It is often said that the litmus test for how well our system of codes and standards are working is the AGM season.
Since the so-called ‘shareholder spring’ of 2012, investors, regulators and other opinion formers have scrambled for solutions to the apparent escalation of executive pay and rising rewards for CEOs and other executive directors.
Despite this, according to the survey’s respondents, once again executive pay will be one of the main areas where boards and shareholders are likely to disagree. It would be an understatement to say that it is well-trodden ground.
It is difficult to estimate just how many roundtables and corporate governance events addressing this topic I have been to in total, but in 2017 alone I attended at least 14 events related in some way to high pay.
Based on the survey, further pressure will be put on companies with excessive pay practices, particularly when the CEO pay ratio is introduced.
The CEO pay ratio has already been introduced in the US, following the passing of the much-hyped Dodd-Frank Act from 2010, and it is expected to come into force in the UK shortly. Indeed, 61% of respondents suggested the pay ratio will be a useful statistic.
Many respondents stated that this is a good starting point, but according to one investor: ‘It may not have immediate value. However, the statistic would be useful to track over time and compare with peers.’
Comparatively, some of the respondents indicated: ‘A better tool would be CEO pay vs the average in the executive committee.’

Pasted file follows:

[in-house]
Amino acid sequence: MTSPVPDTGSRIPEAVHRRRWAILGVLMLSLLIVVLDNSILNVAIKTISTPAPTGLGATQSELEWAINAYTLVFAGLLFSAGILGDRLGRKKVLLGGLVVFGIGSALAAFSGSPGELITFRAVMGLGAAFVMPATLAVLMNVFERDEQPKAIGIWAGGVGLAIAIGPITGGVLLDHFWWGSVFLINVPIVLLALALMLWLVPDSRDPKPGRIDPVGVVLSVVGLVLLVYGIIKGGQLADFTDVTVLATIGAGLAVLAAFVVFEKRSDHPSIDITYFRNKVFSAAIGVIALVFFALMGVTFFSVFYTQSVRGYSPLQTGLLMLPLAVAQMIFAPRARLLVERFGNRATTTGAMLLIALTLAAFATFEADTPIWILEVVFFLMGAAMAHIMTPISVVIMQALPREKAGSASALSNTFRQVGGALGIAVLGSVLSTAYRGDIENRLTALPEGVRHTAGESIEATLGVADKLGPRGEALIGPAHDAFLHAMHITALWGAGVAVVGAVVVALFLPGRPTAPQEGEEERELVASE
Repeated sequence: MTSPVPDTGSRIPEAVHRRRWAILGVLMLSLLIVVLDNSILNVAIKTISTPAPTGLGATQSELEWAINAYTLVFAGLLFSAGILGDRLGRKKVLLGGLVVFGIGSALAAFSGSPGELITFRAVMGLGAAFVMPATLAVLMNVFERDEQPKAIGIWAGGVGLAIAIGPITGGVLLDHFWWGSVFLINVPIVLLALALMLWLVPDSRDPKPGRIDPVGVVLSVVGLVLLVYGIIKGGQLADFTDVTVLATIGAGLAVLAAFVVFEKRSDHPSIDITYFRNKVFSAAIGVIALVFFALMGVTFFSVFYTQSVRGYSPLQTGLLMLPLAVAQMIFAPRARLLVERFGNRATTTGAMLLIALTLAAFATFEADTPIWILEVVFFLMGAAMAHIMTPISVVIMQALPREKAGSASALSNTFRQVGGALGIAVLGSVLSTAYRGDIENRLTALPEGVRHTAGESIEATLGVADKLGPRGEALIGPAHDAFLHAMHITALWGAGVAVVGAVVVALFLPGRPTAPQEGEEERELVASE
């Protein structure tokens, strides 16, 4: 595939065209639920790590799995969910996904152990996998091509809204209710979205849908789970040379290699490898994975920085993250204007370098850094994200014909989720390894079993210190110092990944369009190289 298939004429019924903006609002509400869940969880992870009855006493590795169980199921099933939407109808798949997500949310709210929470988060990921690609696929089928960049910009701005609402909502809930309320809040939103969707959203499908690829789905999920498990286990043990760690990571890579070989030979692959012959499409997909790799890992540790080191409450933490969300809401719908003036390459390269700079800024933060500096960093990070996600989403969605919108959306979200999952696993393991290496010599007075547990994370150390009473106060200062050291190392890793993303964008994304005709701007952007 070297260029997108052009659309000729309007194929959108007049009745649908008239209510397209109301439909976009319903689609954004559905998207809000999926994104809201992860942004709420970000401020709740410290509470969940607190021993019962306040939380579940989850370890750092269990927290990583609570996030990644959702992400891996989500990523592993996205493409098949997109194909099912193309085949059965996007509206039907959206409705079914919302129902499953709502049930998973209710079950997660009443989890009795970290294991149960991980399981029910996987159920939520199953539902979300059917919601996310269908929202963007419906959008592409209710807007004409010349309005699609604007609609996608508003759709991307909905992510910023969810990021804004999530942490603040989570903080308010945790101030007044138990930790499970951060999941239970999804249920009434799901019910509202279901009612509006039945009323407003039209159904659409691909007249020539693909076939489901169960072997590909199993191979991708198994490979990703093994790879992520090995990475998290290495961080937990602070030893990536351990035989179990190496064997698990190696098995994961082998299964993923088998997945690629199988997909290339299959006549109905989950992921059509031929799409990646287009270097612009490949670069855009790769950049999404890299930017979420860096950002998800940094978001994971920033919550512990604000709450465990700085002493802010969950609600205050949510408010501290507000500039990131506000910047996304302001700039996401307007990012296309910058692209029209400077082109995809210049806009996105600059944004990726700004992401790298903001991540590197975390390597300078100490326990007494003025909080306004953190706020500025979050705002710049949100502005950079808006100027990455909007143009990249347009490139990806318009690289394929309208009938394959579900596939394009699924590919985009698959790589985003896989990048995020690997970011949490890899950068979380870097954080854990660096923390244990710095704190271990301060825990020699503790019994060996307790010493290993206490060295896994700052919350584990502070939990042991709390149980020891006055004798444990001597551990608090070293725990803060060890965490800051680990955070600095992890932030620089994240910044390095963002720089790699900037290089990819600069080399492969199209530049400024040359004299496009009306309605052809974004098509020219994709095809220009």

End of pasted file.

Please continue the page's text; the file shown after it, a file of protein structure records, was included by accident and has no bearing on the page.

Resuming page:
Many respondents suggested companies should continue to increase engagement with key stakeholders to discuss the logic behind the rationale and its appropriateness. The pay ratio mechanism will certainly put the spotlight on company pay but questions are being raised whether this alone will effect change.
Respondents want the culture within capital markets to change and businesses, remuneration consultants, head-hunters and other key players, such as shareholders, will all play important roles in this.
Currently, the link between executive pay and company performance is negligible, according to many in this survey, and this has fuelled arguments for reform of corporate compensation packages, with an overwhelming 88% of respondents stating ‘pay for performance’ is the most important executive remuneration issue.
‘Rigour of performance targets set under incentive schemes’ was the second most important issue, with 46% of respondents suggesting it as a key issue – however, compared to last year, this was a 16 percent-point drop.